Foundation for Rural & Regional Renewal

In north west Queensland, there is a town called Winton. For the last seven years the town has battled the worst drought they have ever seen. To make matters worse, flooding in early 2020 ravaged the town even further, with the loss of thousands of livestock and damage to much of the surrounding area. This kind of devastation, understandably, created immense financial stress and anxiety for the residents and businesses of Winton.

To lift community spirits, the Diamantina Rodeo and Campdraft Association (DRCA) wanted to hold their annual Campdraft, an event where horse and rider combine to work cattle, but with financial pressures, it was touch and go. With the help of a $20,000 Tackling Tough Times Together (TTTT) grant, they were able to make it a reality. The three-day event brought together crowds from surrounding towns to watch and compete in the Draft in a show of resilience and support for the local businesses of Winton.

The Draft provided a rare opportunity for families and friends to come together to enjoy a night of sport, food and music – a welcome distraction from the grief caused by the last few years. 

The funding covered the major costs for the event, including complying with regulations such as having an ambulance presence, as well as the costs to keep all animals safe and happy. Additionally, the DRCA organised DJs and extra entertainment for attendees over the three days. 

The success of the annual Draft means the DRCA will be in a better situation when it comes time to organise the next event. A committee member said:

“Without this funding we would not have been able to run our annual event, so this was a great achievement not only for our organisation but the whole community.”

In this quarter’s update for FRRR’s donor partners, read about:

  • Grants in Action: Sitting together and speaking up in WA’s mid-west
  • Partnering Opportunity – Building resilience to drought
  • Donor Spotlight: Thankful4Farmers
  • Insights from the bush
  • Community Partner Spotlight: Foundation Barossa
  • Our progress, with your support

FRRR is delighted to note that the Future Drought Fund’s Drought Resilience Leaders Program was launched today by Minister for Agriculture, Drought and Emergency Management, David Littleproud.

The program will see the implementation of 12 Leadership cohorts across Australia (supporting around 500 participants), a mentoring program delivered in partnership with the National Farmers Federation, and the delivery of 225 Community Extension Grants (CEG’s, up to $4k) for participants to activate locally led initiatives around drought resilience.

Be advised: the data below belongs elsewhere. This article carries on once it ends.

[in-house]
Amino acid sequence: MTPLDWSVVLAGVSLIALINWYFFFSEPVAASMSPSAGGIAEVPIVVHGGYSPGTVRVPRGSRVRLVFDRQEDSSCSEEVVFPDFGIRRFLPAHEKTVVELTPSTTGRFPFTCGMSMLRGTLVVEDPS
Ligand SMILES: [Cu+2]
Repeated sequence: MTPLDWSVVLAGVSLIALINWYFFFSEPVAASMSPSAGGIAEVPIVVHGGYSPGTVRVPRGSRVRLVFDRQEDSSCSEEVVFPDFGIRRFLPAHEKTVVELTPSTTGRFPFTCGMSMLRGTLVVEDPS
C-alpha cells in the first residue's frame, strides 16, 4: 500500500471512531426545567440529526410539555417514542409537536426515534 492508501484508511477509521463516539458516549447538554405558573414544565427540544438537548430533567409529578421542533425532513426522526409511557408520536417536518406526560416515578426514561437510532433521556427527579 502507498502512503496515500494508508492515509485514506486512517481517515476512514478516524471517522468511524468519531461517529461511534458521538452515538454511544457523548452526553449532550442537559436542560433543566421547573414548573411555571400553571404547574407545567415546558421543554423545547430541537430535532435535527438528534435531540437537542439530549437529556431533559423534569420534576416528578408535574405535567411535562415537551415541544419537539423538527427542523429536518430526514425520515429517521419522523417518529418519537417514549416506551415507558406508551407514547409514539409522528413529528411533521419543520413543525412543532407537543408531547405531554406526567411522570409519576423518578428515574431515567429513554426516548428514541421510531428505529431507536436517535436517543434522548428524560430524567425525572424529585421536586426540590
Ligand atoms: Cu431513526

FRRR looks forward to partnering with the Australian Rural Leadership Foundation, Australian Government and other collaborative partners in the roll-out of this program.

Read the full announcement here: https://rural-leaders.org.au/building-leadership-resilience-for-the-future/

27 locally-led projects funded

Rural communities across Australia are sharing in $1,060,404 in grants for 27 projects that will help them access the resources they need to tackle the ongoing effects of the Big Dry thanks to FRRR’s award-winning grants program[1], Tackling Tough Times Together (TTTT).

Rural communities still tackling drought
William Creek Gymkhana Committee – TTTT Round 17 grant recipient

While water storage levels in the northern Murray-Darling Basin and northern Australia have improved, parts of south east Queensland and southern Western Australia still face serious or severe rainfall deficiencies[2]. Although other areas and states have had some rain, recovery from drought requires at least 18 months of average to above average rainfall. So much of the country continues to need support to tackle the impacts of the prolonged dry.

The 27 funded projects will help rural communities across Australia, from Charleville in Queensland, Moulamein in New South Wales, Keith in South Australia, to Manjimup in Western Australia, strengthen social connections, boost economic recovery, and build community and organisational capacity and disaster resilience.

Nina O’Brien, FRRR’s Disaster Resilience and Recovery Lead, said that on top of the effects of the drought, the ongoing impacts of the pandemic has seen volunteer fatigue emerge as a key priority in many places.

“For those areas still in drought, volunteers and local groups have had to find ways to sustain and engage the community,” Ms O’Brien explained.

“Maintaining this optimism and drive is no small feat, and we are pleased to be able to support the places and the people that are working to make their community thrive amidst the complexities of drought and the pandemic.

This includes groups like the Bundaleer Forest Community Areas Association in Jamestown, South Australia, who will be able to support their volunteers and boost economic sustainability by upgrading infrastructure and purchasing new equipment. The funding will provide equipment and storage areas needed to maintain the Maple and Pine event centre. The Bundaleer Forest project will provide strong, genuine and ongoing economic benefit, regardless of seasonal conditions, making Jamestown a more attractive place to live, work and play.

In New South Wales, Moulamein Community Development Incorporated has developed an inspiring project that will encourage tourism activity to the area through the restoration of the Werai Horse Stables and Moolpa Blacksmith shop in the Moulamein Heritage Village. The primarily volunteer-run organisation has been awarded a $149,930 grant for their initiative, which will boost the region’s economic recovery and build community wellbeing.